Coccygodynia is a pain syndrome characterized by a painful sensation around the last bone at the base of the spine, known as the coccyx.

The intensity of the pain can vary from mild to severe and is usually worse when:

• Sitting, especially when leaning back;
• Moving from sitting to standing;

Some of the people affected by the syndrome may not be able to stay in the same sitting position for more than a few minutes before they feel that they cannot tolerate the painful sensation and need to do something immediately, to ease it.

Pain in or around the coccyx can sometimes even make it difficult to perform daily activities such as driving, bending over, or sitting for long periods of time.

It may seem strange but standing on a soft surface sometimes causes more pain than sitting on a hard one. This is because when sitting on a soft surface, most of the body’s weight is concentrated on the coccyx rather than on the hard bones below the pelvis.

Other accompanying coccygodynia symptoms:

• Painful sensations all over the back;
• Stabbing pains down the legs;
• Pain before or during bowel movements;
• Painful sensations during sex;
• Pains all over the buttock and thighs;
• In women – stronger than usual pains during menstruation;

Those affected by the syndrome also complain of the inability to find a suitable comfortable position of the body, which, when trying to fall asleep and during sleep itself, does not cause painful sensations and, subsequently, disturbance of sleep.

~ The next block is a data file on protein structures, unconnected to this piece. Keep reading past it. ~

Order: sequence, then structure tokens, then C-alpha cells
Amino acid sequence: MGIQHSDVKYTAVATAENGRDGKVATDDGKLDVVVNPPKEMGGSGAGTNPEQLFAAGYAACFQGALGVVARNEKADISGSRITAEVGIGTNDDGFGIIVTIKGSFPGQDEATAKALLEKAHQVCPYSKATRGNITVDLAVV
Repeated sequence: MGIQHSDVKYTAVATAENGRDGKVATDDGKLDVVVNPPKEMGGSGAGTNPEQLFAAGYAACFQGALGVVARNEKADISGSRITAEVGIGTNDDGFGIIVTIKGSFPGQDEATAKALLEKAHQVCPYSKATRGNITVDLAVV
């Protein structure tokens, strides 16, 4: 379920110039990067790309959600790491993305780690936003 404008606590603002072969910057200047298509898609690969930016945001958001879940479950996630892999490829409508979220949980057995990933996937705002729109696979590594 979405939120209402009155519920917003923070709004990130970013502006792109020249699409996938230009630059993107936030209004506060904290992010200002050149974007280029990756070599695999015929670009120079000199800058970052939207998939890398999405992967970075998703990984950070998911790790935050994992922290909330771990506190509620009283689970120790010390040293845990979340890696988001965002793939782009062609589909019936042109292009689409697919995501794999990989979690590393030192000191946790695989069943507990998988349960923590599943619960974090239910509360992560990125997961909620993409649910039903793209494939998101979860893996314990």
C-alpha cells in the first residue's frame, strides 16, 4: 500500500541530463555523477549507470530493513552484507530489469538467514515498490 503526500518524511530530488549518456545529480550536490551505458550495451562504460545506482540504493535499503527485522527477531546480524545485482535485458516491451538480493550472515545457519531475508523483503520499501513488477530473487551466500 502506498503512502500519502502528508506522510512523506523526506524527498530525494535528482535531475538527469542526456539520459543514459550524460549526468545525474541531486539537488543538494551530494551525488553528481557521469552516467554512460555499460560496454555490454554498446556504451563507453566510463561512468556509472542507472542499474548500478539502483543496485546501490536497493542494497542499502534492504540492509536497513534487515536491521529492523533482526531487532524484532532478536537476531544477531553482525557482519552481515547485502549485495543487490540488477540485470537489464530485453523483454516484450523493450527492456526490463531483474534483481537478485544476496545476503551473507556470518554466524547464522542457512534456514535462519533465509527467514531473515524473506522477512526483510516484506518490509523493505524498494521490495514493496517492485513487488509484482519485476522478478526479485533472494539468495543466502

Prolonged rolling and tossing in bed may be necessary until the affected person finds a comfortable position where it does not hurt.

What are the causes?

Pain syndrome can occur as a result of damage to the coccyx itself or the space around it, such as:

• The muscles and tendons that ensure the change in the location of the coccyx during childbirth;
• Trauma to the coccyx caused by an accident;
• Removal of the bone from its normal position due to an abnormal position of the body or repetitive activities such as cycling and rowing;

In about 1/3 of cases, no obvious cause is found, although wear and tear on the vertebrae due to advancing age is thought to have played a role.

When to seek medical attention?

See your GP if tailbone pain lasts more than 2-3 days.

Although in most cases the syndrome is not a serious clinical condition, a careful examination should be performed to exclude the possibility of a more serious cause such as a fracture.

The diagnosis is most often made based on the patient’s complaints and a physical examination of the lower back and the entire spine.

Treatment of coccygodynia

Initially, pain relievers such as ibuprofen are administered and in most cases the painful sensations subside after a few weeks. If that doesn’t happen, then stronger prescription drugs such as injectable steroids /corticosteroids/ are switched.

In a small number of cases, the pain can last for months, in which case the condition is referred to as chronic coccygodynia, and in this case it is least likely that the unpleasant things that worsen the quality of life of the affected person will are self-limiting and disappear by themselves, and it is necessary to apply several therapies at the same time.

To relieve pain you can use specially made pillows that provide stability to the coccyx and prevent it from concentrating most of the body mass.

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